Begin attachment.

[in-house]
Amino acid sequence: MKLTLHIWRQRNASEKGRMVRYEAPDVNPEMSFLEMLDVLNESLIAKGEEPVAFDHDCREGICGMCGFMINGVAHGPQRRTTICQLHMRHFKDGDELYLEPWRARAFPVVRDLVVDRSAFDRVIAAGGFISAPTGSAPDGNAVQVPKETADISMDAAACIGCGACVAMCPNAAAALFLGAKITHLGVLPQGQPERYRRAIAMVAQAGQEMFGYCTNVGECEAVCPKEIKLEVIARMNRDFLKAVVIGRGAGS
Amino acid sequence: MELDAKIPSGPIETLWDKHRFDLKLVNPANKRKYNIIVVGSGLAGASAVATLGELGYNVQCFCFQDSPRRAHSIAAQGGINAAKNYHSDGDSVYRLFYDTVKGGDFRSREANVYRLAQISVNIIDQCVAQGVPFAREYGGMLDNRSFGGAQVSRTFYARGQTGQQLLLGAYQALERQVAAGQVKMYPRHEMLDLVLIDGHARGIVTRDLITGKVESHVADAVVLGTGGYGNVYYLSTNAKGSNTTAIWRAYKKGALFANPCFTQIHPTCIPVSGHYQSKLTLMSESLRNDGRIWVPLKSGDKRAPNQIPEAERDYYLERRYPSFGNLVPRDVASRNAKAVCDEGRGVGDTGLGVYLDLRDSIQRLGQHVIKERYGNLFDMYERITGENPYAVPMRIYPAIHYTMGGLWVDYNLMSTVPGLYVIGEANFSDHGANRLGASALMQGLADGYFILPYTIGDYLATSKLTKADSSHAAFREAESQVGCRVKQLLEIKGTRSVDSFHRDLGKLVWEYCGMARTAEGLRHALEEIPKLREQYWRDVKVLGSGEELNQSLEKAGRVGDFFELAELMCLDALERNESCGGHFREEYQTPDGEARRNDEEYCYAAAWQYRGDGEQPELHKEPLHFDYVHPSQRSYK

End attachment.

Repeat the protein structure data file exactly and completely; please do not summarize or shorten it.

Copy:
[in-house]
Amino acid sequence: MKLTLHIWRQRNASEKGRMVRYEAPDVNPEMSFLEMLDVLNESLIAKGEEPVAFDHDCREGICGMCGFMINGVAHGPQRRTTICQLHMRHFKDGDELYLEPWRARAFPVVRDLVVDRSAFDRVIAAGGFISAPTGSAPDGNAVQVPKETADISMDAAACIGCGACVAMCPNAAAALFLGAKITHLGVLPQGQPERYRRAIAMVAQAGQEMFGYCTNVGECEAVCPKEIKLEVIARMNRDFLKAVVIGRGAGS
Amino acid sequence: MELDAKIPSGPIETLWDKHRFDLKLVNPANKRKYNIIVVGSGLAGASAVATLGELGYNVQCFCFQDSPRRAHSIAAQGGINAAKNYHSDGDSVYRLFYDTVKGGDFRSREANVYRLAQISVNIIDQCVAQGVPFAREYGGMLDNRSFGGAQVSRTFYARGQTGQQLLLGAYQALERQVAAGQVKMYPRHEMLDLVLIDGHARGIVTRDLITGKVESHVADAVVLGTGGYGNVYYLSTNAKGSNTTAIWRAYKKGALFANPCFTQIHPTCIPVSGHYQSKLTLMSESLRNDGRIWVPLKSGDKRAPNQIPEAERDYYLERRYPSFGNLVPRDVASRNAKAVCDEGRGVGDTGLGVYLDLRDSIQRLGQHVIKERYGNLFDMYERITGENPYAVPMRIYPAIHYTMGGLWVDYNLMSTVPGLYVIGEANFSDHGANRLGASALMQGLADGYFILPYTIGDYLATSKLTKADSSHAAFREAESQVGCRVKQLLEIKGTRSVDSFHRDLGKLVWEYCGMARTAEGLRHALEEIPKLREQYWRDVKVLGSGEELNQSLEKAGRVGDFFELAELMCLDALERNESCGGHFREEYQTPDGEARRNDEEYCYAAAWQYRGDGEQPELHKEPLHFDYVHPSQRSYK